I write a lot about leveraging Groovy scripts to create tiny bits of powerful functionality that do a range of workloads; big and small. The nature of these workloads, though, as scripted-apps, means they’re closer to tooling and thus don’t usually require traditional, proper logging and metrics collection. And, given that collection is thrown to the side, it’s irritating when startup isn’t clean, like when additional lines are output.
Take the following example (saved as
#!/usr/bin/env groovy @Grapes([ @Grab(group='redis.clients', module='jedis', version='3.2.0') ]) import redis.clients.jedis.JedisPool def jedisPool = new JedisPool()
In this example we resolve the jedis dependency, open a JedisPool, and exit. Pretty simple, right? For a script that does nothing you’d expect close to nothing output, but you’d be wrong… Because JedisPool uses logging, as most libraries/dependencies do, we see some statements from the SL4J sub-system itself. These statements tell you that its found no logging implementation on the classpath and is defaulting to a NOP logger.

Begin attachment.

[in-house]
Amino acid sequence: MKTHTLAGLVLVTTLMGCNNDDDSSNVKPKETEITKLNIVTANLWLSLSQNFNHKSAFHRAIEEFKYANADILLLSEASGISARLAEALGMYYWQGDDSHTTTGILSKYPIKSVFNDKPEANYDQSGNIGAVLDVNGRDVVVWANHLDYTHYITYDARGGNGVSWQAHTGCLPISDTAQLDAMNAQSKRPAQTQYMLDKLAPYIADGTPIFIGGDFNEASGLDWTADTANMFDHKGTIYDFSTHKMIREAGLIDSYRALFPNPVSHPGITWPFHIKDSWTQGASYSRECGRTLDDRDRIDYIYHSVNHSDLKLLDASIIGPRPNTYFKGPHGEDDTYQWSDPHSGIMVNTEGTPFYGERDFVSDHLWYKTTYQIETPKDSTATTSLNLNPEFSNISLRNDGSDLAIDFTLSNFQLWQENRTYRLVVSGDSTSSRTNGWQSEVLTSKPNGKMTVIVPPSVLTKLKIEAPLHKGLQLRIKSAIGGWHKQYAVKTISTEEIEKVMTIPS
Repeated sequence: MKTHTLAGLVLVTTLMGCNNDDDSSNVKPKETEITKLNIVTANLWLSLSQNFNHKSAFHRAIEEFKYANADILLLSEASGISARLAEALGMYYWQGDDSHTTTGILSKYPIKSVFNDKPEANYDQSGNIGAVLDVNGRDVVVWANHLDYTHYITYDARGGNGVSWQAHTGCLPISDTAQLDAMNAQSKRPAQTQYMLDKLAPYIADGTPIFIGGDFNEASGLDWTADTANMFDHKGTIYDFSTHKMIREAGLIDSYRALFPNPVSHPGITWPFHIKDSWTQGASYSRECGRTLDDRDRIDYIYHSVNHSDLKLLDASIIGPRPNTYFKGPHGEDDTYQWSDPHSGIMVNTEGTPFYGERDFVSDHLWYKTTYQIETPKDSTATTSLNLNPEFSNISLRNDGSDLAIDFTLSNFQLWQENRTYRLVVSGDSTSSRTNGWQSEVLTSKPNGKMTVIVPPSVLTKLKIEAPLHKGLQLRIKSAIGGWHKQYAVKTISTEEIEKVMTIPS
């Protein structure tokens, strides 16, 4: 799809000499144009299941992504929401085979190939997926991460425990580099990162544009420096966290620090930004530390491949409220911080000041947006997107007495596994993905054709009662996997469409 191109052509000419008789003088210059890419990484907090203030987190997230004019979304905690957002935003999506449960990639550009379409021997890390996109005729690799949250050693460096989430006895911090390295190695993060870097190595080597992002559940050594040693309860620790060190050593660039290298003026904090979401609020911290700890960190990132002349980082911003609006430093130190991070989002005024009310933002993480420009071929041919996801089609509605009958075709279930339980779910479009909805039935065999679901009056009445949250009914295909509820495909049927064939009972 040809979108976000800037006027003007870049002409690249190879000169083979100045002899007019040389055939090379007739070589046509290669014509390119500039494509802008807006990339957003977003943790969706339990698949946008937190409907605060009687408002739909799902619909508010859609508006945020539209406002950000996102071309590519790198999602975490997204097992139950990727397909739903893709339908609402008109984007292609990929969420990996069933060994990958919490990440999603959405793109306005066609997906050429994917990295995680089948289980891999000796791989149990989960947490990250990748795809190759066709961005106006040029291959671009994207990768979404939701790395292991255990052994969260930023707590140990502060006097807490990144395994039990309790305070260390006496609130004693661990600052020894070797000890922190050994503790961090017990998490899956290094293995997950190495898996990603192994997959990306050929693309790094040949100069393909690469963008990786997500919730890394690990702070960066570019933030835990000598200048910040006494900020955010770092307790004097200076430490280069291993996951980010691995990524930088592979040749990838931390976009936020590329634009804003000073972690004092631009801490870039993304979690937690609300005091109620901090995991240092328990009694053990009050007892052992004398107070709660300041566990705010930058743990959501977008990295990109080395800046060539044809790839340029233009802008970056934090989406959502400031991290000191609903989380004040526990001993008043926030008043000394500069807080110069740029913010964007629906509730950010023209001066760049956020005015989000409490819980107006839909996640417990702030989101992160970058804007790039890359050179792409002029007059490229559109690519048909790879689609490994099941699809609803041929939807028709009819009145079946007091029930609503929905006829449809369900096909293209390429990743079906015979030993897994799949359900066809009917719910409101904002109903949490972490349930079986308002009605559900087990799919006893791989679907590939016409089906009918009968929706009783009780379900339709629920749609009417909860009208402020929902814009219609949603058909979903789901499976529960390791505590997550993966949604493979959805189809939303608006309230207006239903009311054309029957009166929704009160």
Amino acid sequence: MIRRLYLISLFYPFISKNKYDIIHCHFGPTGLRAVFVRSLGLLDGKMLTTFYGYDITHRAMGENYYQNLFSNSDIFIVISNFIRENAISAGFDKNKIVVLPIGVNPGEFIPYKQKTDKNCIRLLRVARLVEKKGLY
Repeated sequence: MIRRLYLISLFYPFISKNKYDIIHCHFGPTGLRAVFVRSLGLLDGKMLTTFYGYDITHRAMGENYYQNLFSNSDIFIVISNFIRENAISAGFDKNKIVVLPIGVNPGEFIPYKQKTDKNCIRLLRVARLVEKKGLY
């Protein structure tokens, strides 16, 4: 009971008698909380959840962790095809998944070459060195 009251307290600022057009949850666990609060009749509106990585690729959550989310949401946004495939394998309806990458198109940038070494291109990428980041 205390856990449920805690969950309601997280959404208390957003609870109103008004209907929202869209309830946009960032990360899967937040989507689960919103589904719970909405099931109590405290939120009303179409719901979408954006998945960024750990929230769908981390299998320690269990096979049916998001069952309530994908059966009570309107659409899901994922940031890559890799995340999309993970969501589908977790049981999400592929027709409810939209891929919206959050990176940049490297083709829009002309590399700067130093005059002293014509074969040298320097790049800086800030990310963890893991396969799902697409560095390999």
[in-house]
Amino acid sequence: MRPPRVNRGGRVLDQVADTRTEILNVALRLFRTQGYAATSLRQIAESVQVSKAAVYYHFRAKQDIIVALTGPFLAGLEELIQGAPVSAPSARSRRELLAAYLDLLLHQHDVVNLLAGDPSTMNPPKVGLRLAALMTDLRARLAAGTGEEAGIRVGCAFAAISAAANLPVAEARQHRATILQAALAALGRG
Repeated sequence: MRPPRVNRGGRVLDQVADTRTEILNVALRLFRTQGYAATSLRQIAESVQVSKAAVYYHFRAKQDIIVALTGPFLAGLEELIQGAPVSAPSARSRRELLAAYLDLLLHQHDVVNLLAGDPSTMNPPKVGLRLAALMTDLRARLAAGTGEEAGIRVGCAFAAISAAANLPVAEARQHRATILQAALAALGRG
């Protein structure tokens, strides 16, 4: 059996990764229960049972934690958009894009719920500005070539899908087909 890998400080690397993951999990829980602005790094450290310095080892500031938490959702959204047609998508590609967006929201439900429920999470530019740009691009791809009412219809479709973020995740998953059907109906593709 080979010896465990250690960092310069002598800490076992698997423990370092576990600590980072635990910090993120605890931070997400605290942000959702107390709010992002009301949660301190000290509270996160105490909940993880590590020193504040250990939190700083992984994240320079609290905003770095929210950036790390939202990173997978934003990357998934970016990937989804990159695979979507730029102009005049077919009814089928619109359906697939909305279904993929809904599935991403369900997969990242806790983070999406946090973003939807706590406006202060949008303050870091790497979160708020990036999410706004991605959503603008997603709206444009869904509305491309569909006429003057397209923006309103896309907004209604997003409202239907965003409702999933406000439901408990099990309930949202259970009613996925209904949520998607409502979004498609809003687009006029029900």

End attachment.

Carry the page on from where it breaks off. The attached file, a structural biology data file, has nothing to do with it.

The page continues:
./jedisPoolExample SLF4J: Failed to load class "org.slf4j.impl.StaticLoggerBinder". SLF4J: Defaulting to no-operation (NOP) logger implementation SLF4J: See http://www.slf4j.org/codes.html#StaticLoggerBinder for further details.
So how do we fix this? SLF4J uses the NOP logger if non is configured/detected on the class path since version 1.6.0. If we don’t care about logs and we don’t want this pesky message removing it is as simple as providing the NOP logger as a dependency to the application.
#!/usr/bin/env groovy @Grapes([ @Grab(group='redis.clients', module='jedis', version='3.2.0'), @Grab(group='org.slf4j', module='slf4j-nop', version='1.7.30') ]) import redis.clients.jedis.JedisPool def jedisPool = new JedisPool()
With this change, startup of our script is clean.